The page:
Another thing that might help is covering the crate with a sheet to keep the puppy covered up. Seeing a big open room around himself while he is alone might scare him. He might feel a bit safer if he is "hidden" in a smaller space.

I actually tried it for the first time this morning when my pup started crying when I re-crated her after her bathroom break at 5am. She stopped crying after probably less than a minute of being covered and she was dead silent until I got up for work at 7:30am. I wish I had tried it sooner, and I hope it continues to be successful tonight...

At the very least, it should help prevent her from seeing my cats walking around free in the middle of the night and start crying as a result.

One more thing I will be trying once it arrives tomorrow from Amazon is a snuggle puppy... It is a bit on the expensive side, but I am thinking it might help for my puppy. She really prefers to cuddle up in peoples laps to go to bed instead of in her crate or the floor, so I am hoping that having something in the crate with her that is warm and has a "heartbeat" will help soothe her.

u/Kbcurt · 1 pointr/puppy101

I have a 7 week old Goldendoodle and bought a SmartPet Suggle Puppy (Smart Pet Love Snuggle Puppy Behavioral Aid Toy, Brown Mutt They have a heartbeat and a place for a warming pack, really helped my little guy I think. He snuggles with it every night and seems to love it. It was expensive, but I feel it was worth the splurge!

I did towels in the crate since I worried about potty training, but my guy has been awesome and had no accidents. Just make sure to take them out often (I do every hour when he's awake!) and take away food/water at least an hour before bed.

Good luck!! Stay patient with crate training, it's been my biggest obstacle so far.

u/tempqwr3rewrfwfs · 1 pointr/puppy101

> Your weekend ignore training regime, was that again in an x pen? Where you frequently went in/out of the room but not pen?

My puppy is a 16 week old Indian pariah mix that we've had since she was 12 weeks (though separated from her mother at <6 weeks, since that's the age the fosters found her at as a lost stray). The breed is known for its social playing, intelligence, but is also not big on cuddling.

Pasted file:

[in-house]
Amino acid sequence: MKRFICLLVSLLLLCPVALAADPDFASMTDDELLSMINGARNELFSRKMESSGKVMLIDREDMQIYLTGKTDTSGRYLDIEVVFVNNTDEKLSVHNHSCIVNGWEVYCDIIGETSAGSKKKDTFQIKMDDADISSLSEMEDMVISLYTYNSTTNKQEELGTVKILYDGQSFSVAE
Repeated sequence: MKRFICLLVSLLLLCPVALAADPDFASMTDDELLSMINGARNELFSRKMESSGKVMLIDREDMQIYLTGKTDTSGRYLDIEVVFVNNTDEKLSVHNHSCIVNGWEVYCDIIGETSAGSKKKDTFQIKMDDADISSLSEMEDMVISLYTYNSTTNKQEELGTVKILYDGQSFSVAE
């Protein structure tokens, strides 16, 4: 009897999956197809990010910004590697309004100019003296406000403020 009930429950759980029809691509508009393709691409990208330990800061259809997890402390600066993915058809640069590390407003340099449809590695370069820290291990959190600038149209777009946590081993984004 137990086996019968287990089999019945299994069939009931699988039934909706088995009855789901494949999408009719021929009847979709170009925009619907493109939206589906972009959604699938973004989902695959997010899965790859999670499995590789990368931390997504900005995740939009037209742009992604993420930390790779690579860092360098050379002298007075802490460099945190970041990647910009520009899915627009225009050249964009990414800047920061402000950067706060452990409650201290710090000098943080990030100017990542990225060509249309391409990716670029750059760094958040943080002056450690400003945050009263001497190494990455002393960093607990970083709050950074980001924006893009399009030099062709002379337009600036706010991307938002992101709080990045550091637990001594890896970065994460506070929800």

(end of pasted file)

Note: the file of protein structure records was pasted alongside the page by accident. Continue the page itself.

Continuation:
I don't have an X-pen, but we do have a puppy gate: that has been a lifesaver.
Cords have been moved behind big furniture, like the couch, where she can't reach them.

My dog has a lot of food-toys and chews.

Food ball:


"Wood" stick we use to lure her away from tempting wooden furniture legs:

Solo-playing works best with toys that make a noise or move on their own (at least for my puppy). We've found a hard golf ball that noisily rolls across the floor (debatable whether this is a good idea; right now our puppy is too small to fit it fully in her mouth, let alone choke on it, but it's definitely hard enough that I worry she might break a tooth. But no signs of aggressive chewing yet), but she also likes other balls and stuffed toys (which she just takes in her mouth and shakes about wildly).

IMO, the food-dispensing toys are a must-have.

We also leave her dog bed and crate available in this space, and a blanket on the floor, that she likes to sit on while she chews.

Weekend training regime is the same as anything else. Dog in the living room, living room closed off with puppy gate so she can't follow us out, and is in a relatively puppy-proofed space, and toys and chews left strewn about.

She mostly sleeps through the day, now, knowing we won't engage with her playing. If she's being too noisy or needy, I'll leave her alone in the puppy-gated living room and work in another room.

I hope this helps!

u/CallMeMrsSlender · 1 pointr/puppy101

The Resource Guarding Bot didn't trigger so I will link it to you below:

> Hello, we see you may be posting about Resource Guarding. This is when dogs vocalize (growling, barking), or use more physical means (biting, air snaps, lunging and so forth) to convince us or other dogs to stay far away from their valuable resource. The resource could be a mere piece of kibble, a bully stick or chew, a chair, a piece of trash, a bed, a toy, a person, or any object the dog deems of high value. All dogs may guard to an extent, since they innately do not know how to share. They view all resources mentally as "Mine, mine and only mine!". Resource Guarding is a rather common behavior that dog owners face to one extent or another. We wanted to supply you with some wonderful resources on this topic, but be aware that management and proactive learning will be needed.

Patricia McConnell Other End of the Leash blog, Resource Guarding: Treatment and Prevention

Whole Dog Journal, Key term search Resource Guarding